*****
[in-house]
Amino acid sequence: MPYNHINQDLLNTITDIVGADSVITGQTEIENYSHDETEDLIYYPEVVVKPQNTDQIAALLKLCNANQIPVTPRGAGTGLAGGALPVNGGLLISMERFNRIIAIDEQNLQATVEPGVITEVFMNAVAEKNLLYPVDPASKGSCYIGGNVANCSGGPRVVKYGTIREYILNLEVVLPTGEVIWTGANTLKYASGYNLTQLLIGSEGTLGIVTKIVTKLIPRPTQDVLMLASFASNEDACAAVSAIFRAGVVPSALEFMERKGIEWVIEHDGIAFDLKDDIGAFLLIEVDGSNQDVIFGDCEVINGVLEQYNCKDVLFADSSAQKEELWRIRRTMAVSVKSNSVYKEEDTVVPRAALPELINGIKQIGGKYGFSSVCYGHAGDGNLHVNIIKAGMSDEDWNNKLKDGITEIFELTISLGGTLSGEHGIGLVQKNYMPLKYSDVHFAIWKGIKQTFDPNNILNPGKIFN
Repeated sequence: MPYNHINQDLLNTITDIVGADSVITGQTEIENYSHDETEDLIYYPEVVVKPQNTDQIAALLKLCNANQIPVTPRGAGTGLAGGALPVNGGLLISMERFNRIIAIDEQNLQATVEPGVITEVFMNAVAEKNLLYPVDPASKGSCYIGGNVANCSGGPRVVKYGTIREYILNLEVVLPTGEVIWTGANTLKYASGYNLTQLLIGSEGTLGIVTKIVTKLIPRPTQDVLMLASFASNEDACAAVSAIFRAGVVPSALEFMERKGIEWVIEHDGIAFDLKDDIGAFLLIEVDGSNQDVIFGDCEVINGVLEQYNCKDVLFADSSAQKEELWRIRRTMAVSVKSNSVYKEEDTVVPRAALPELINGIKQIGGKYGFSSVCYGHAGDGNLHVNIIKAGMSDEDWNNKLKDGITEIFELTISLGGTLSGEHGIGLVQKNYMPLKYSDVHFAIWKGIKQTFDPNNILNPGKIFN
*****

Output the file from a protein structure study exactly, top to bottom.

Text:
[in-house]
Amino acid sequence: MPYNHINQDLLNTITDIVGADSVITGQTEIENYSHDETEDLIYYPEVVVKPQNTDQIAALLKLCNANQIPVTPRGAGTGLAGGALPVNGGLLISMERFNRIIAIDEQNLQATVEPGVITEVFMNAVAEKNLLYPVDPASKGSCYIGGNVANCSGGPRVVKYGTIREYILNLEVVLPTGEVIWTGANTLKYASGYNLTQLLIGSEGTLGIVTKIVTKLIPRPTQDVLMLASFASNEDACAAVSAIFRAGVVPSALEFMERKGIEWVIEHDGIAFDLKDDIGAFLLIEVDGSNQDVIFGDCEVINGVLEQYNCKDVLFADSSAQKEELWRIRRTMAVSVKSNSVYKEEDTVVPRAALPELINGIKQIGGKYGFSSVCYGHAGDGNLHVNIIKAGMSDEDWNNKLKDGITEIFELTISLGGTLSGEHGIGLVQKNYMPLKYSDVHFAIWKGIKQTFDPNNILNPGKIFN
Repeated sequence: MPYNHINQDLLNTITDIVGADSVITGQTEIENYSHDETEDLIYYPEVVVKPQNTDQIAALLKLCNANQIPVTPRGAGTGLAGGALPVNGGLLISMERFNRIIAIDEQNLQATVEPGVITEVFMNAVAEKNLLYPVDPASKGSCYIGGNVANCSGGPRVVKYGTIREYILNLEVVLPTGEVIWTGANTLKYASGYNLTQLLIGSEGTLGIVTKIVTKLIPRPTQDVLMLASFASNEDACAAVSAIFRAGVVPSALEFMERKGIEWVIEHDGIAFDLKDDIGAFLLIEVDGSNQDVIFGDCEVINGVLEQYNCKDVLFADSSAQKEELWRIRRTMAVSVKSNSVYKEEDTVVPRAALPELINGIKQIGGKYGFSSVCYGHAGDGNLHVNIIKAGMSDEDWNNKLKDGITEIFELTISLGGTLSGEHGIGLVQKNYMPLKYSDVHFAIWKGIKQTFDPNNILNPGKIFN